Claim: Users on X recently posted that Shell would be totally exiting all its operations in Nigeria.
Verdict: Our research revealed this to be inaccurate and misleading, however.
In May 2022, Timipre Sylva, Nigeria’s Minister of State for Petroleum Resources, announced that the Integrated Oil Companies of Nigeria were leaving Nigeria because the environment was becoming perilous for their operations.
Recently, the oil sector has been beset by an onslaught of troubles, which has eroded investors’ confidence in the market. In effect, many international companies have had to close down business operations in the country, further raising concerns about the economic landscape.
A number of accounts on social media hinted at the oil giant’s exit from the country. One of such posts Prime Progress came across read:
“Shell just announced they are leaving Nigeria. What are the white people seeing that we are not seeing yet?”
At the time of analysis, the post had gleaned 472,000 views and 3000 likes.
Shell just announced they leaving Nigeria. What is this white people seeing that we are not seeing yet?
— Dr Yusuf Datti Baba-Ahmed (STAN) #ObiDatti2023 (@Naija_Activist) January 16, 2024
Another user wrote that the oil giant was leaving the country because of rising competition from Nigerian-owned Dangote Refinery, which began oil production at the start of the year.
Prime Progress delved into the veracity of each of these claims.
A chain of exits
The last few months have seen the exit of several international oil firms from Nigeria. Exxon Mobil, for instance, announced in 2022 that it was selling its shallow-water assets to a Nigerian company because it found operations in Nigeria challenging.
In the same vein, Eni, an Italian oil firm, sold one of its Nigerian subsidiaries in September 2023, although it still operates two businesses in the country.
Norway’s energy giant Equinor sold its subsidiary to Nigerian firm Chappal Energies last November, exiting the Nigerian market.
In December, consumer goods firm Procter & Gamble announced plans to discontinue manufacturing in Africa’s most populous country, citing discrepancies in the foreign exchange rate.. British pharmaceutical giant GlaxoSmithKline also exited Nigeria In the last quarter of 2023.
Sale of onshore subsidiary
Shell announced on January 16, 2024, that it was selling one of its Nigerian onshore subsidiaries, The Shell Petroleum Development Company, or SPDC of Nigeria Limited, to a consortium of local and international companies.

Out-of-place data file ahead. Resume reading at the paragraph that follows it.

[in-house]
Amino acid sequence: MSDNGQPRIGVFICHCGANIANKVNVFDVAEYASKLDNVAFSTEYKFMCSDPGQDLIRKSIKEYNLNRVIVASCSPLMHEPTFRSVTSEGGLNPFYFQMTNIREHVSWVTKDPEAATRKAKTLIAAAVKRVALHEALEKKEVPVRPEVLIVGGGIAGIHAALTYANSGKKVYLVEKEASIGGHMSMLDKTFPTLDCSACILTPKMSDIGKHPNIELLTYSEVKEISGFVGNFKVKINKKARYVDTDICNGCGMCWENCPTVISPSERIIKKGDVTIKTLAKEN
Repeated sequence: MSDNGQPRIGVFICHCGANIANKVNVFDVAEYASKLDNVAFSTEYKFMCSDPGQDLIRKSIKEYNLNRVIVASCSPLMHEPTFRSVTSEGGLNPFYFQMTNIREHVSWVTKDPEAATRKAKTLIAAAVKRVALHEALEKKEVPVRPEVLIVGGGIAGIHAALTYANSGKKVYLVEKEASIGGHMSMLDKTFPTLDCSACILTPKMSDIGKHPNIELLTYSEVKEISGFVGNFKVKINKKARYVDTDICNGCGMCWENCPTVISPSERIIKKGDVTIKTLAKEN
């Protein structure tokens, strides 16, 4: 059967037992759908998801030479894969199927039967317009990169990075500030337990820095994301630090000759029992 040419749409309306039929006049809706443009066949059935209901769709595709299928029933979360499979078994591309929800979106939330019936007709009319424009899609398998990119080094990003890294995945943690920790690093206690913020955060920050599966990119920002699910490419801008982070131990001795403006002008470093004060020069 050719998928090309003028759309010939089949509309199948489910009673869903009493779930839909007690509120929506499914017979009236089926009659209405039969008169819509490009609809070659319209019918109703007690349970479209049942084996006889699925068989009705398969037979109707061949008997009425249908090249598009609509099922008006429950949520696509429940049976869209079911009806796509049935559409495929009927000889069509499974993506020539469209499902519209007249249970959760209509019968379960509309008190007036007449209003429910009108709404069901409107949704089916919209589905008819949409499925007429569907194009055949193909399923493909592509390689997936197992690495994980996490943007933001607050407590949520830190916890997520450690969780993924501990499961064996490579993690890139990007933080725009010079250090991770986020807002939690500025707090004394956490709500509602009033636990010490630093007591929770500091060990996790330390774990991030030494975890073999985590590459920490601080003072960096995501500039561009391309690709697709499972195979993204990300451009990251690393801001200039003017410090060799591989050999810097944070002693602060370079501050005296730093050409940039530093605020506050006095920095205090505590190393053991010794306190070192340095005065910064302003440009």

According to its press release, completion of the sale depended on the approval of the Nigerian government and “other conditions.”
Although SPDC is Shell’s largest subsidiary in Nigeria, its sale doesn’t indicate its parent company’s exit from Nigeria.
“This agreement marks an important milestone for Shell in Nigeria, aligning with our previously announced intent to exit onshore oil production in the Niger Delta, simplifying our portfolio, and focusing future disciplined investment in Nigeria on our deepwater and integrated gas positions,” Zoë Yujnovich, Shell’s Integrated Gas and Upstream Director, said in his statement on January 16.
Shell’s deepwater position in Nigeria refers to its subsidiary with offshore operations, while its integrated gas holdings comprise onshore and offshore components. Three subsidiaries that run these operations for the company were not part of the sale, Shell said.
They include: Shell Nigeria Exploration and Production Company Limited or SNEPCo, Shell Nigeria Gas Limited or SNG, and Daystar Power Group. SNEPCo operates the Bonga oil field in the Gulf of Guinea, where it explores for oil and gas, while SNG distributes gas for commercial use. Daystar, acquired in 2022, provides solar power.
While Shell has announced the sale of its largest onshore subsidiary in Nigeria, the claim of a total exit is misleading. The company remains active through various other subsidiaries, both onshore and offshore.